Feinstein’s bill would order the agencies, in essence, to go back to the dark ages and pump water at that maximum level whenever possible. This would impose the same type of rigid operating prescription that harmed the Delta environment for decades.
Even the Bureau of Reclamation, an agency that exists to manage and extract water, objects to this approach. Former Reclamation chief Mike Connor, now deputy secretary of the interior, had this to say in an Oct. 8 Senate hearing, about an earlier version of Feinstein’s bill that contains the same language to “maximize” diversions:
“We strongly disagree,” Connor said, “with the idea that new legislation will salvage more water than the operators on the ground are wringing from the system every day.”
Yet, amazingly, another prominent California Democrat later stepped forward to support Feinstein’s bill: Rep. John Garamendi, who lives in the Delta and who has, until now, been a staunch defender of the estuary. On Feb. 23, Garamendi announced he will introduce companion legislation to “mirror” Feinstein’s bill, even though it could harm his own community.
“We don’t think the Delta should be a sacrifice zone for other areas of the state that want to benefit from the water supplies,” said Osha Meserve, an attorney for Local Agencies of the North Delta, a coalition of levee maintenance and water agencies. “It’s not about trying to move the knobs differently. This watershed, this estuary, is completely overtaxed by water exports.”
Valadao’s bill, HR 2898, contains nearly identical language to “maximize” Delta water diversions. It is widely expected, if any legislation moves forward, it will be a compromise based on the Valadao and Feinstein bills.
That is worrisome, because Valadao’s bill goes much further, allowing a 50 percent increase in Delta water exports beyond what the biological opinions permit. It also bars wildlife agencies from using Endangered Species Act rules that would restrict water deliveries. And it orders federal agencies to set aside the National Environmental Policy Act when reviewing projects aimed at responding to the drought.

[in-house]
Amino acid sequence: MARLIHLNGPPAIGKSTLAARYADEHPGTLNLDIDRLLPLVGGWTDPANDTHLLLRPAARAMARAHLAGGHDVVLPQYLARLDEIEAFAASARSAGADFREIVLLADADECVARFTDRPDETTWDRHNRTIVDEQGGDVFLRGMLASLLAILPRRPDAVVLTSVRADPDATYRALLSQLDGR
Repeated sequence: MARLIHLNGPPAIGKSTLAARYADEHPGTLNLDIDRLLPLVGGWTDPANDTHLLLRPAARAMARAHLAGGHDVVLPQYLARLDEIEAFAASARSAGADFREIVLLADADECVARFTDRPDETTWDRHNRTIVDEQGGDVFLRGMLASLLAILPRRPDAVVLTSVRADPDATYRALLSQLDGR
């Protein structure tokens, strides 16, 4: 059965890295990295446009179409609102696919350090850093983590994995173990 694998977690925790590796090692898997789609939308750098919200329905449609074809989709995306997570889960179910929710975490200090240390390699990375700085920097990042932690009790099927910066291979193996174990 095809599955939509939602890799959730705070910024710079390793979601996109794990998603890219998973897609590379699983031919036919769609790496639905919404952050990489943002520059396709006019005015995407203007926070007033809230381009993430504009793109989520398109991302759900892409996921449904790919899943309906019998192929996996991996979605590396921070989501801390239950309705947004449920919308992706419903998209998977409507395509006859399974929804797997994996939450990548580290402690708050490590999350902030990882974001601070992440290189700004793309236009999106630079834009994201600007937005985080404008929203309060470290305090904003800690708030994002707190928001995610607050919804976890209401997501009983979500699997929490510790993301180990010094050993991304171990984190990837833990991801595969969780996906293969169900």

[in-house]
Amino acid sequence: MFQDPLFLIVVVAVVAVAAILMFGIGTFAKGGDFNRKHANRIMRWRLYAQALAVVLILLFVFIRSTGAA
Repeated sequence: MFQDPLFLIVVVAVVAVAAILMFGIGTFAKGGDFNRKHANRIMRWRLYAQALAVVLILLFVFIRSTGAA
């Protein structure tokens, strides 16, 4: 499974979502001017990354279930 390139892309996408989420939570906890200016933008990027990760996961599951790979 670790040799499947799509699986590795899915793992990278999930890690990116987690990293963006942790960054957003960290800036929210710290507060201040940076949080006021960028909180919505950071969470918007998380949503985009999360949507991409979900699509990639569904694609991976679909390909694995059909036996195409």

House Republicans introduced a water and energy appropriations bill on Tuesday that would lock some provisions of the Valadao and Feinstein bills into a larger spending package, including a requirement to maximize Delta water diversions.
Valadao’s bill also adds specific authorizing language for Temperance Flat Reservoir, a proposed new dam on the San Joaquin River. It would allow the Secretary of Interior to single-handedly authorize construction if the project is simply proven to be “feasible,” bypassing the usual detailed congressional review and cost-benefit analysis.
Temperance Flat probably can’t be built without that waiver, because it is the worst performer among a handful of reservoir projects currently proposed in the state. It is estimated to yield only 100,000 acre-feet of “new” water supply, yet it would cost an estimated $2.5 billion to construct. This means it would likely fail a cost-benefit test.
Valadao’s bill also orders federal agencies to simply ignore a critical finding by the U.S. Bureau of Land Management: In 2014, it ruled the Temperance Flat reservoir site is eligible for federal Wild and Scenic River status. This alone would likely prevent reservoir construction.
The solutions offered by Feinstein and Valadao are really about nostalgia. They want to pretend we still live in an era when natural resources seemed limitless – when a river could be dammed or diverted without considering water quality, fishing harvests or economic reality.
California’s water managers know we don’t live in that world anymore. Unfortunately, our politicians live in a world of their own.
Matt Weiser is a freelance writer based in Washington, D.C. He covered water and natural resources at The Sacramento Bee. Contact him via Twitter @matt_weiser.